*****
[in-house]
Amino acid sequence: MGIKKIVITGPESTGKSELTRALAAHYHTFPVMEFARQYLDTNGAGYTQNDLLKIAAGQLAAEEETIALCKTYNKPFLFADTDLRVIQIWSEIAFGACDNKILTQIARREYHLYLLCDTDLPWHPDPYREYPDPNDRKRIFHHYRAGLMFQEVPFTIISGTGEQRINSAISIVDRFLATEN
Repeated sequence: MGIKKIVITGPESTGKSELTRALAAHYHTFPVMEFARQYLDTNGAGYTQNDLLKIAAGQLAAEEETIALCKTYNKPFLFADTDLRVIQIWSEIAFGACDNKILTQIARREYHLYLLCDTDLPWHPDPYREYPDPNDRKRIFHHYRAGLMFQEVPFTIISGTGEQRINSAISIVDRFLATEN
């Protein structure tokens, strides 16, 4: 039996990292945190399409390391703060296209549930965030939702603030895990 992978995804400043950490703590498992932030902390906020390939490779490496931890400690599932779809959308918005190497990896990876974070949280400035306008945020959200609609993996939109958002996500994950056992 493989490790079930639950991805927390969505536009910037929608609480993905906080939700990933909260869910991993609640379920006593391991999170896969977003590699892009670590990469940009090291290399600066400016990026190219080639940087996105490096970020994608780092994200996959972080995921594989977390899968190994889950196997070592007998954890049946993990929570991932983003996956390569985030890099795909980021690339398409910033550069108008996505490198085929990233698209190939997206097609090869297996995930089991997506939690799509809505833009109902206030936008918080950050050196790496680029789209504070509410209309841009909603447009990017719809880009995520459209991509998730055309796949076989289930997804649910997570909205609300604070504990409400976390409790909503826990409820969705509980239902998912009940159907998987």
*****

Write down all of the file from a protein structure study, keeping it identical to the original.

[in-house]
Amino acid sequence: MGIKKIVITGPESTGKSELTRALAAHYHTFPVMEFARQYLDTNGAGYTQNDLLKIAAGQLAAEEETIALCKTYNKPFLFADTDLRVIQIWSEIAFGACDNKILTQIARREYHLYLLCDTDLPWHPDPYREYPDPNDRKRIFHHYRAGLMFQEVPFTIISGTGEQRINSAISIVDRFLATEN
Repeated sequence: MGIKKIVITGPESTGKSELTRALAAHYHTFPVMEFARQYLDTNGAGYTQNDLLKIAAGQLAAEEETIALCKTYNKPFLFADTDLRVIQIWSEIAFGACDNKILTQIARREYHLYLLCDTDLPWHPDPYREYPDPNDRKRIFHHYRAGLMFQEVPFTIISGTGEQRINSAISIVDRFLATEN
């Protein structure tokens, strides 16, 4: 039996990292945190399409390391703060296209549930965030939702603030895990 992978995804400043950490703590498992932030902390906020390939490779490496931890400690599932779809959308918005190497990896990876974070949280400035306008945020959200609609993996939109958002996500994950056992 493989490790079930639950991805927390969505536009910037929608609480993905906080939700990933909260869910991993609640379920006593391991999170896969977003590699892009670590990469940009090291290399600066400016990026190219080639940087996105490096970020994608780092994200996959972080995921594989977390899968190994889950196997070592007998954890049946993990929570991932983003996956390569985030890099795909980021690339398409910033550069108008996505490198085929990233698209190939997206097609090869297996995930089991997506939690799509809505833009109902206030936008918080950050050196790496680029789209504070509410209309841009909603447009990017719809880009995520459209991509998730055309796949076989289930997804649910997570909205609300604070504990409400976390409790909503826990409820969705509980239902998912009940159907998987």